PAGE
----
Case study: A nurse has told how he quit his job on an acute cardiology ward because persistent understaffing left him drained.
James Anthony said he felt like the quality of care he was delivering was suffering because he was regularly handling caseloads of 12 patients. He instead moved into a nurse specialist role.
“You get to the end of your shift and you’re absolutely physically exhausted2
He said: “One of the big things that made me move away from ward nursing was that I was ending up regularly looking after 12 patients, 12 hours a day, and just not being able to deliver the standards of care that I wanted to without really feeling the stress and pressure of it.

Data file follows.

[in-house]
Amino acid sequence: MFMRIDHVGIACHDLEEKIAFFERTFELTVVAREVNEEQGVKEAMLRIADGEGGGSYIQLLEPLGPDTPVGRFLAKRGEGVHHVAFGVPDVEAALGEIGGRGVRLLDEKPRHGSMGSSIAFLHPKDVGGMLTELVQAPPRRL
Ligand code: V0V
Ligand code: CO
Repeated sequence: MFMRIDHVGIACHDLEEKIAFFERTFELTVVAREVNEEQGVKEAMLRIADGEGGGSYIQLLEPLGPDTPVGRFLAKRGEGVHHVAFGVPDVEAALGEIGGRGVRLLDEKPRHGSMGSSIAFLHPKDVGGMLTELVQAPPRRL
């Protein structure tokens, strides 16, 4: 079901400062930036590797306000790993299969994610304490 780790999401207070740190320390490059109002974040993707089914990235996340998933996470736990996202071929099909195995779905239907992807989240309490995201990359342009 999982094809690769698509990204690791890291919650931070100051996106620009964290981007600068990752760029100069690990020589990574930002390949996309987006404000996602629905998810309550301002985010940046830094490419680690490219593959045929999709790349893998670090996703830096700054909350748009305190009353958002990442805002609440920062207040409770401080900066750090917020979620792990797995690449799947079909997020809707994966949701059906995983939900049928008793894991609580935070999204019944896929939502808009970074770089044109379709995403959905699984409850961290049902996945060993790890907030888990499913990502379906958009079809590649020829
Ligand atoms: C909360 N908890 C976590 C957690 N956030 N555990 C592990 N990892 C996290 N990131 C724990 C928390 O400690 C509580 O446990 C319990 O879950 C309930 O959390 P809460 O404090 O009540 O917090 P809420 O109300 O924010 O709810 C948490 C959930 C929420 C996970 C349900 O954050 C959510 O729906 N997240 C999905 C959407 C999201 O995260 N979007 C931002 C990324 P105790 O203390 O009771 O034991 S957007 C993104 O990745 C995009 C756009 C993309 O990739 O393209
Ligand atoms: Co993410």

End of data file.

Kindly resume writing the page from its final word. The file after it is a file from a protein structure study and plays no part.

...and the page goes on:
“You get to the end of your shift and you’re absolutely physically exhausted. It means when you get home you haven’t got the energy to engage with your family and you don’t have the energy to do healthy things like take exercise and try and cook healthy meals,” he told Nursing Times.
Mr Anthony is now helping to lead Unison’s campaign for legislated nurse-to-patient ratios.
The campaign would “almost certainly” involve nurses taking industrial action if predications about further shortages came true, said Mr Anthony, who is based in Birmingham and is on the union’s national executive.
Protection should also be put in place for staff who raised concern, said Mr Anthony, adding that he was aware of nurses who had been placed on performance management for reporting low staffing because it was assumed they could not cope with the job.
He added: “I think we have to have a shift to be very clear that nursing is a safety critical role and if you don’t have enough them then you’ve got to look at what you can do to make that situation safe.”